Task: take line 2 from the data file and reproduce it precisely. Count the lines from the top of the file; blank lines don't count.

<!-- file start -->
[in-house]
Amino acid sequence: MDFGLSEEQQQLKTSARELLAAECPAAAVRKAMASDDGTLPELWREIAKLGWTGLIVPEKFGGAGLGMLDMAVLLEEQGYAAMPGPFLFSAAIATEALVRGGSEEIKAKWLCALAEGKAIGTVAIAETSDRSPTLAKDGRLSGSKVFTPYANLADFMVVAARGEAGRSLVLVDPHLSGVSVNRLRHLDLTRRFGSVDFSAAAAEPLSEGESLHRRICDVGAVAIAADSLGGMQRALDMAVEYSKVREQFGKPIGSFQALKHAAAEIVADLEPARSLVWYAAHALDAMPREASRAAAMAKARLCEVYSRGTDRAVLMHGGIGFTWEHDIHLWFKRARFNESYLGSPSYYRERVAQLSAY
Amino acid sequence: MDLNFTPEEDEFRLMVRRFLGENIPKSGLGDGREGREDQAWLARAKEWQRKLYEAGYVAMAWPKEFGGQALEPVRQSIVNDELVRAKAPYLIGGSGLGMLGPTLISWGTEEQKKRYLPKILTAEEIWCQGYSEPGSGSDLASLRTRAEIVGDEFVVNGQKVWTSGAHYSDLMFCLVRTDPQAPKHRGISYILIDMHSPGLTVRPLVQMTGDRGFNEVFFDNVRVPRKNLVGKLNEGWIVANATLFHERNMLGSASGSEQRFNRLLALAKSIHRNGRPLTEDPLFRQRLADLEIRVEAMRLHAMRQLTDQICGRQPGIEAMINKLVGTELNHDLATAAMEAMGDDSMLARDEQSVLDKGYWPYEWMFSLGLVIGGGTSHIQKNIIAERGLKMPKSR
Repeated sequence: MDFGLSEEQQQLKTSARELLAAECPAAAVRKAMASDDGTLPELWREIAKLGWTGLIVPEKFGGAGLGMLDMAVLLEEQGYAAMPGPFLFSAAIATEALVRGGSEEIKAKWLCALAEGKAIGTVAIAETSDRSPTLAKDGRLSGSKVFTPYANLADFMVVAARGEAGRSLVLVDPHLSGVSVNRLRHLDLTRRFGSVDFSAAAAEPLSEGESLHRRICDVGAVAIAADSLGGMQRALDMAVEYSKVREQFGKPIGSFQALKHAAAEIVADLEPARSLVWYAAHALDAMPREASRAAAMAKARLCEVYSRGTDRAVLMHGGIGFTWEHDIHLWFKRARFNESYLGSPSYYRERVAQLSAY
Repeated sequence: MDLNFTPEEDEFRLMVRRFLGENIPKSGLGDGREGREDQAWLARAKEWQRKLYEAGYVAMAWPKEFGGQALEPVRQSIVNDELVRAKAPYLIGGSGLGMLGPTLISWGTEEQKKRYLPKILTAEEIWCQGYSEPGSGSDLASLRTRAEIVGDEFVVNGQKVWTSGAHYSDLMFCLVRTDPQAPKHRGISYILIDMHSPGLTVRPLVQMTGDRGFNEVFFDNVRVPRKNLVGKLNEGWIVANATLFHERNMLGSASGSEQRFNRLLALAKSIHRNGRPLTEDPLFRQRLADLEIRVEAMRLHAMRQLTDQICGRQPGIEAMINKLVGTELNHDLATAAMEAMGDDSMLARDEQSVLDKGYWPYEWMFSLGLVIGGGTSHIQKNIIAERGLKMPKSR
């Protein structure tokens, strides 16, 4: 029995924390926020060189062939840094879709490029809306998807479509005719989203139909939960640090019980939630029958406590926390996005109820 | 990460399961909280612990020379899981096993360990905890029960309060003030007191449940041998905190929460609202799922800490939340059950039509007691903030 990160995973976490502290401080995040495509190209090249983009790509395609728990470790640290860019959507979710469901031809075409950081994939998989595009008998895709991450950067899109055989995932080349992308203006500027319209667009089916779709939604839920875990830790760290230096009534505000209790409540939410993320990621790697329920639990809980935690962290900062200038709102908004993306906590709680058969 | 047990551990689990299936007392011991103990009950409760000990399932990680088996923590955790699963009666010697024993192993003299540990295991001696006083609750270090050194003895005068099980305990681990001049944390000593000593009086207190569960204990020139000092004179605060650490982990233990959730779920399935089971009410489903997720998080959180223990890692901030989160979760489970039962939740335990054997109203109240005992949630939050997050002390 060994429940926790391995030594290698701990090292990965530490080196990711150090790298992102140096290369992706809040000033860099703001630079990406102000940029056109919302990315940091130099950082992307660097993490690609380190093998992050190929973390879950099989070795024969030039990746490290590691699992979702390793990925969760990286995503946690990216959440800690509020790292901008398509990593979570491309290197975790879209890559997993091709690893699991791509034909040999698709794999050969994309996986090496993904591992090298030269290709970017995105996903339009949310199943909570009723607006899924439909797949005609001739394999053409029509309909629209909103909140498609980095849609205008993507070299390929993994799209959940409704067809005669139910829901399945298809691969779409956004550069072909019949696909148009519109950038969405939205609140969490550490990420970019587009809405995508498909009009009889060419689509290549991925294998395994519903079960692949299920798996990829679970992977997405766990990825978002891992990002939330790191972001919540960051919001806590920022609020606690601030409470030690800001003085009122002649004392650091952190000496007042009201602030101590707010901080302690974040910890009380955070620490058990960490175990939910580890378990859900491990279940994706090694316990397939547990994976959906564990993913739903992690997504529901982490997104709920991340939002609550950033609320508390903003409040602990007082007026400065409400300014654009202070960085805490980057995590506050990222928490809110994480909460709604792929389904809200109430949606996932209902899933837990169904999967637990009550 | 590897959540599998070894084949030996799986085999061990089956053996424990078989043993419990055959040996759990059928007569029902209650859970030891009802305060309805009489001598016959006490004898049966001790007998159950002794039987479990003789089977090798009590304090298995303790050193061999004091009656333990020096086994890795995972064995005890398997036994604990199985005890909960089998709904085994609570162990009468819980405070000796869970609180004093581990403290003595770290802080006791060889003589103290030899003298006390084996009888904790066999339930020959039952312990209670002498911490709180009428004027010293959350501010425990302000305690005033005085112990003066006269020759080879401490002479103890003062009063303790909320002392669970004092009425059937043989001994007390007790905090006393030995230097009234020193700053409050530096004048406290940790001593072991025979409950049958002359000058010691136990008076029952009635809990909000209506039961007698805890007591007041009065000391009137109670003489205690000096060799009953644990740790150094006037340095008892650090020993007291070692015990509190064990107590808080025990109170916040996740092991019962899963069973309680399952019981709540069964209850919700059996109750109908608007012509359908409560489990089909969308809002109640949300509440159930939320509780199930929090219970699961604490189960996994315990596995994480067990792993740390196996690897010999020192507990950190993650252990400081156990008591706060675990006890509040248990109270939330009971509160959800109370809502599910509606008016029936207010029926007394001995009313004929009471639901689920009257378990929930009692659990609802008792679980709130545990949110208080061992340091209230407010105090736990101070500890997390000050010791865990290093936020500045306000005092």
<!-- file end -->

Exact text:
Amino acid sequence: MDFGLSEEQQQLKTSARELLAAECPAAAVRKAMASDDGTLPELWREIAKLGWTGLIVPEKFGGAGLGMLDMAVLLEEQGYAAMPGPFLFSAAIATEALVRGGSEEIKAKWLCALAEGKAIGTVAIAETSDRSPTLAKDGRLSGSKVFTPYANLADFMVVAARGEAGRSLVLVDPHLSGVSVNRLRHLDLTRRFGSVDFSAAAAEPLSEGESLHRRICDVGAVAIAADSLGGMQRALDMAVEYSKVREQFGKPIGSFQALKHAAAEIVADLEPARSLVWYAAHALDAMPREASRAAAMAKARLCEVYSRGTDRAVLMHGGIGFTWEHDIHLWFKRARFNESYLGSPSYYRERVAQLSAY